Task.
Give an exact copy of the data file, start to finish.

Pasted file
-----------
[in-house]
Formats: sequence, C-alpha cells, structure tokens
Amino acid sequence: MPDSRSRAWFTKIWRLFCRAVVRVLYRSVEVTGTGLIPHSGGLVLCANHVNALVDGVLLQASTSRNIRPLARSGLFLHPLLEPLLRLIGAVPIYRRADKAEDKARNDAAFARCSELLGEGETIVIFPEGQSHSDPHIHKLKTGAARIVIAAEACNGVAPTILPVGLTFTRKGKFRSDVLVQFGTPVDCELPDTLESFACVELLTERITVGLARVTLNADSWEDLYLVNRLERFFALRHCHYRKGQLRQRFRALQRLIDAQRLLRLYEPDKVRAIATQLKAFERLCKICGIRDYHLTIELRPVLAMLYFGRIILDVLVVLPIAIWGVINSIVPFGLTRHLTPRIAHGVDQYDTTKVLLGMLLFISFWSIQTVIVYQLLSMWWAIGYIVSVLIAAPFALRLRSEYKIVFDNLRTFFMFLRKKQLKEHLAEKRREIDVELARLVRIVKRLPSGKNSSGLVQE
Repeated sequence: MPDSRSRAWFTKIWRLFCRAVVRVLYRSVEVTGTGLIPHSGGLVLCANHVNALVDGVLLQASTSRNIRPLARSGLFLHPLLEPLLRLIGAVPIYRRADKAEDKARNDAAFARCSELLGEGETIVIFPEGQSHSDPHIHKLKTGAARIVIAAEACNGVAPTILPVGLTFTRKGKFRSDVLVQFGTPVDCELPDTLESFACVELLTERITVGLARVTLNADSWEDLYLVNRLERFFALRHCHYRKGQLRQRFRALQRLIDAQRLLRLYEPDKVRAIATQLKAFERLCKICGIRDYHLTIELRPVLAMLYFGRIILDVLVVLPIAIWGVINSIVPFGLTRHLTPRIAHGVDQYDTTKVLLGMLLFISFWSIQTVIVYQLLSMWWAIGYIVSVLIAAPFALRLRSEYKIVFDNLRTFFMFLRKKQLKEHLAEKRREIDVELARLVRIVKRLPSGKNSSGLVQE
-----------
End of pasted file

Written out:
[in-house]
Formats: sequence, C-alpha cells, structure tokens
Amino acid sequence: MPDSRSRAWFTKIWRLFCRAVVRVLYRSVEVTGTGLIPHSGGLVLCANHVNALVDGVLLQASTSRNIRPLARSGLFLHPLLEPLLRLIGAVPIYRRADKAEDKARNDAAFARCSELLGEGETIVIFPEGQSHSDPHIHKLKTGAARIVIAAEACNGVAPTILPVGLTFTRKGKFRSDVLVQFGTPVDCELPDTLESFACVELLTERITVGLARVTLNADSWEDLYLVNRLERFFALRHCHYRKGQLRQRFRALQRLIDAQRLLRLYEPDKVRAIATQLKAFERLCKICGIRDYHLTIELRPVLAMLYFGRIILDVLVVLPIAIWGVINSIVPFGLTRHLTPRIAHGVDQYDTTKVLLGMLLFISFWSIQTVIVYQLLSMWWAIGYIVSVLIAAPFALRLRSEYKIVFDNLRTFFMFLRKKQLKEHLAEKRREIDVELARLVRIVKRLPSGKNSSGLVQE
Repeated sequence: MPDSRSRAWFTKIWRLFCRAVVRVLYRSVEVTGTGLIPHSGGLVLCANHVNALVDGVLLQASTSRNIRPLARSGLFLHPLLEPLLRLIGAVPIYRRADKAEDKARNDAAFARCSELLGEGETIVIFPEGQSHSDPHIHKLKTGAARIVIAAEACNGVAPTILPVGLTFTRKGKFRSDVLVQFGTPVDCELPDTLESFACVELLTERITVGLARVTLNADSWEDLYLVNRLERFFALRHCHYRKGQLRQRFRALQRLIDAQRLLRLYEPDKVRAIATQLKAFERLCKICGIRDYHLTIELRPVLAMLYFGRIILDVLVVLPIAIWGVINSIVPFGLTRHLTPRIAHGVDQYDTTKVLLGMLLFISFWSIQTVIVYQLLSMWWAIGYIVSVLIAAPFALRLRSEYKIVFDNLRTFFMFLRKKQLKEHLAEKRREIDVELARLVRIVKRLPSGKNSSGLVQE